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How to design a multi-tenant FHIR API for an existing EHR system

Vlad Ganshin
March 15, 2023
7 min read

The FHIR trend is still set to dominate in 2023. The ONC's rules are proving to be quite a challenge for vendors, as they need to provide a HL7® FHIR API with SMART on FHIR support for every client. 

Many EHR vendors still have questions on reducing the burden of having so many FHIR servers. It’s simple: multitenancy is always the right answer.

In this article you will find out the answers to the following questions:

  • What is multitenancy? What are the benefits?
  • How do you build a multi-tenant FHIR API?
  • How do you plug FHIR API into your existing EHR solution?

What is multitenancy?

Multitenancy is a key benefit of SaaS ERP systems. In brief, it’s a way of providing shared resources to multiple customers (tenants), with each customer given their own dedicated environment.

The tenants are isolated from each other, meaning that the data of one will not be visible to another in any way. Users can access their own data without infringing on the privacy or data of other tenants. 

This makes it an attractive option for businesses that need to share resources across multiple users but also need to maintain individual data privacy and security.

However, when discussing multitenancy, physical isolation should also be taken into consideration. The degree of physical isolation is flexible and can range from complete physical separation to a shared hosting space with each tenant having its own unique platform space.

The degree of physical isolation between different tenants is determined by the underlying technology, but it must generally provide complete logical isolation to ensure that each tenant’s data remains secure (Gartner).

What benefits do you get with multitenancy?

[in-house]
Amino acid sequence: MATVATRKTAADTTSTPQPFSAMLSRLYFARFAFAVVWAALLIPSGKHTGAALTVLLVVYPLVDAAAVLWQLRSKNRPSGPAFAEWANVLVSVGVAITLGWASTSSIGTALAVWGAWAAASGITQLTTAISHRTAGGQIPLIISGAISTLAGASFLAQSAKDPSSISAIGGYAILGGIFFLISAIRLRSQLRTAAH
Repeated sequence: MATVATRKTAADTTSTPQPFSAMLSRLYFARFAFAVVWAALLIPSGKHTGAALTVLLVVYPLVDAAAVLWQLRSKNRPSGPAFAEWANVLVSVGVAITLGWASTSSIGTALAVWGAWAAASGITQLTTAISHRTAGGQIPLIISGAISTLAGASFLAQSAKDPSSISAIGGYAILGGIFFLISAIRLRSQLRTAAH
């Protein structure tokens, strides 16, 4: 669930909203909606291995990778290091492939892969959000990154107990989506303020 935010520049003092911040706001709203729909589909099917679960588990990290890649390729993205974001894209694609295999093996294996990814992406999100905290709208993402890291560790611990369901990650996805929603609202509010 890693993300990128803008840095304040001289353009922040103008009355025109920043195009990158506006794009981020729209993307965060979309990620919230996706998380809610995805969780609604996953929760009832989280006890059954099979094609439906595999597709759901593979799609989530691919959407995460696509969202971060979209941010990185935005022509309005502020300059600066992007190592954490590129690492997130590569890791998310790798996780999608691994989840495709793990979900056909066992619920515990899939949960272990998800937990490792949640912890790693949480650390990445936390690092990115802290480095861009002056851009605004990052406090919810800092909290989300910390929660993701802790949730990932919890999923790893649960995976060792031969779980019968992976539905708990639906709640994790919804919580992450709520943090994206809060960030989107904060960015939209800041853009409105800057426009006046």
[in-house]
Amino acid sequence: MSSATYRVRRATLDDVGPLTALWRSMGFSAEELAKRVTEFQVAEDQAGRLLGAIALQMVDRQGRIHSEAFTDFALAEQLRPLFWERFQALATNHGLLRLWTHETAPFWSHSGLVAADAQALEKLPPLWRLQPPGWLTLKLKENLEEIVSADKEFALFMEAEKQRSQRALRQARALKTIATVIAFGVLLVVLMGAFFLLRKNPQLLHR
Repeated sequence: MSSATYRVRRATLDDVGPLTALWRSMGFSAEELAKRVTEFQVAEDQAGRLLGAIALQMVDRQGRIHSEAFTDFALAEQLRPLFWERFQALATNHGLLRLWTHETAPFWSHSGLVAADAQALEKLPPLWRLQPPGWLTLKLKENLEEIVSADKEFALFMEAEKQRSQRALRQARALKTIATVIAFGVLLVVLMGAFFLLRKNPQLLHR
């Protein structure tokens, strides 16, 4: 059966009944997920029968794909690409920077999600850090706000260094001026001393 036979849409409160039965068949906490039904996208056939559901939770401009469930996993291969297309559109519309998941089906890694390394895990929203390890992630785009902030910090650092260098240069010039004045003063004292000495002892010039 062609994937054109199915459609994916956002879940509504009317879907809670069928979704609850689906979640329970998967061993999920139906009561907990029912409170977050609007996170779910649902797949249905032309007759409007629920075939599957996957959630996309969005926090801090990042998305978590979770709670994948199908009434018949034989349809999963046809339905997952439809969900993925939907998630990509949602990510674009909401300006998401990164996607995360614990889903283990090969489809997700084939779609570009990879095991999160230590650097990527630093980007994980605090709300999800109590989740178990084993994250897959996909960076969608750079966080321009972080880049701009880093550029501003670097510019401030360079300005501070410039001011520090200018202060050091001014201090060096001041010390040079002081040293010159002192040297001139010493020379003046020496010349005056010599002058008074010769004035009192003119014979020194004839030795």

Now let’s look at the benefits of multitenancy for EHR vendors and other platform services:

  • Reduce operational costs: Just as it's cheaper to share a ride with others, it's cheaper to share cloud resources. So, you get a lot of FHIR servers for the price of one.
  • Scale easily: Customers have the option of adding or removing resources. This adaptability is ideal for businesses with rapid yet unpredictable growth. 
  • Keep your data secure: While single tenants are more secure, multitenancy is still better at identifying threats and isolating tenant resources.

That being said, no solution is perfect. In terms of the host, multitenancy is more complicated than a single tenancy. We don’t stop at theory, so keep on reading!

What about FHIR?

FHIR doesn’t support multitenancy at the specification level. In fact, it doesn’t need to. However, lots of FHIR servers like Aidbox are taking the best of two worlds: FHIR and multi-tenant architecture. Learn more about multitenancy in the Aidbox documentation.

Multitenancy is a matter of internal architectural decisions. FHIR exposes FHIR_BASE_URL to make the functionality available to others. Every client of yours should get their own FHIR_BASE_URL. We will explain this in more detail later on.